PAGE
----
Feb 9, 2024 - Technology
Prompt

Test-driving Meta's Ray-Bans, with added AI smarts

headshot
Axios Chief Technology Correspondent Ina Fried taking a picture with Meta's Ray-Ban Smart Glasses

Axios Chief Technology Correspondent Ina Fried taking a picture with Meta's Ray-Ban Smart Glasses. Photo: Dani Ammann/Axios

When I used Meta's second-generation Ray-Ban smart glasses to broadcast my interview with Sam Altman at Davos live on Instagram, Altman called the experience "a little weird" — but I think the glasses pack some neat tricks for a device that doesn't feel much bigger or heavier than standard eyewear.

Why it matters: The design of many cutting edge devices, like Apple's Vision Pro, starts with a long list of tech features and then tries to make everything smaller and lighter. With the Ray-Bans, Meta is taking a different approach — choosing a size, weight and price that people actually want, then seeing what you can do with it.

What's happening: The new glasses launched in October, and I've been using them (with my prescription) on and off for a few months. While they're largely a refinement of the initial version, they also include the ability to livestream and a built-in, if nascent, AI assistant.

Of note: My favorite use of the second generation of these specs is the same as the first time around: They let me capture first-person photos and videos without having to pull out my phone.

  • This is especially great for sports. During my recent trip to Switzerland, for example, I used the glasses to capture video of me skating on ice, shooting the puck at a hockey net outdoors with snow-covered mountains in the background.

Details: The new model's main addition is access to Meta AI, a chatbot that resembles a less capable ChatGPT. The bot can also provide some real-time data — such as weather and sports scores — via Microsoft's Bing.

  • Simply saying "Hey, Meta" summons the bot's voice in your ear. It's still pretty hit or miss in terms of which queries it will answer and how well.

Another feature, currently only available to a small group of testers, is the ability to ask the AI chatbot questions based on what's in a user's field of view.

  • Saying "Hey Meta, look at this" brings up this capability and prompts the glasses to take a picture, which it then analyzes to answer the question asked. It can write fun captions, translate a menu or just describe what it sees.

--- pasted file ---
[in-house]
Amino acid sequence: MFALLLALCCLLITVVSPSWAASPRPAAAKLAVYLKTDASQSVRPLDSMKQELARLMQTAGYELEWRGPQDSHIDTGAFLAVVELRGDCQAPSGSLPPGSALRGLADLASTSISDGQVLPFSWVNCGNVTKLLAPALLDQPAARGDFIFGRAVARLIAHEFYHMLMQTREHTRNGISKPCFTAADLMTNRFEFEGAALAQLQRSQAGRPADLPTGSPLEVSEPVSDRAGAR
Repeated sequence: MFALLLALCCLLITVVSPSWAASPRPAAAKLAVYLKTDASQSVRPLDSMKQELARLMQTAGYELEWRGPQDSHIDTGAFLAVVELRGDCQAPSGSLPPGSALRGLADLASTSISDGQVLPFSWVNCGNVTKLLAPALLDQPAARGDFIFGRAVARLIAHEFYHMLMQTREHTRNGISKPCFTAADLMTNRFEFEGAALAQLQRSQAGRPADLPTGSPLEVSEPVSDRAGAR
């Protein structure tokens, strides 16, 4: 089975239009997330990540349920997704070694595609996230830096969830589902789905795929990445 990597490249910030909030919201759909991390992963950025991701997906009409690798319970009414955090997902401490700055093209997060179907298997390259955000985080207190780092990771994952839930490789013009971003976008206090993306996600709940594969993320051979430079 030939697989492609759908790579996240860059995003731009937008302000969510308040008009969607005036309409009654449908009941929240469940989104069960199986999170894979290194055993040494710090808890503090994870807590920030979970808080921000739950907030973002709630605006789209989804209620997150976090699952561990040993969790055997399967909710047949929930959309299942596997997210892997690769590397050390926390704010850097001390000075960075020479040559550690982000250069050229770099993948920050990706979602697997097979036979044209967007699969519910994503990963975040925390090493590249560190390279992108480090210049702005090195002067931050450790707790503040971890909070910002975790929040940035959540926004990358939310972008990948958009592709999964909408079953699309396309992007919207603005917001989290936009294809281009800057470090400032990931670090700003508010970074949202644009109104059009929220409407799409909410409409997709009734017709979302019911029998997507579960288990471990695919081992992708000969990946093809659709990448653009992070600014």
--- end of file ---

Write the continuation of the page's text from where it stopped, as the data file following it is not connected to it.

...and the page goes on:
As for that Sam Altman interview live-stream: I'll admit it — it was a bit weird for me, too.

  • I was conscious that anything I looked at — including my notes — could end up in the broadcast.
  • Also, I wasn't sure if I had properly turned off the setting that enables a recital of live comments from viewers through the speakers by my ear.

Zoom in: I took the glasses on an hour-long walk through San Francisco's Mission Thursday, enjoying a Tracy Chapman playlist on Spotify, at least when I wasn't taking pictures or peppering the AI with questions.

  • The AI assistant accurately told me that I didn't need to worry about rain, but struggled to tell me when the Warriors or Sharks play next. It also correctly answered who won the 2020 presidential election, but the answer did have some extraneous information.
  • The experimental multimodal feature was able to translate a sign in Spanish for me and correctly deduce that I needed to pay if I wanted to park at a meter. It also wrote some amusing captions for the photos I took with the glasses.
  • At a neighborhood thrift store, the AI didn't do so hot at translating passages from a French novel. But it was able to look at various shirts and tell me what pants and shoes might pair well — something I usually have to rely on my partner for.
  • When I got home a little over an hour after I left, the glasses were at 49 percent battery, though I had been using them fairly heavily. They can be recharged a couple of times by placing them in their case — though for me, that means carrying an extra pair of prescription glasses for when they are charging.

Between the lines: The glasses have also gotten much better at carrying out the key features from the first version.

  • Pictures are sharper and more detailed, while the audio is louder and clearer than the first go-around.
  • Tracy Chapman always sounds great, but in the first version, she could easily have gotten drowned out by street noise.

One troubling aspect that persists from the first version is that many people, especially in a large group or crowd, have no idea I'm wearing glasses capable of recording photos and video until I tell them.

  • Meta has a white LED that shows up when the glasses are taking a picture or recording video. While it's now brighter than the last version, it's still not super clear.

The big picture: A number of companies are betting on AI wearables — including Humane, with its AI Pin and Brilliant Labs, with its just-announced Frame glasses.

  • Unlike some rivals, the Meta glasses don't require a separate wireless account, but you need an iPhone or Android smartphone for retrieving photos and providing the connectivity needed for the AI features.

The bottom line: Even this second version of the Meta Ray-Ban glasses still feels like early days, especially for the AI capabilities.

  • I think of Meta's glasses as more of a hint at the types of hardware coming than a device fully ready for the mass market.
  • At the same time, they aren't super pricey (they start at $299), feel like the glasses I already wear and do a few interesting things relatively well.

Go deeper: Check out my video review of the Meta Ray-Bans — made while wearing the glasses.

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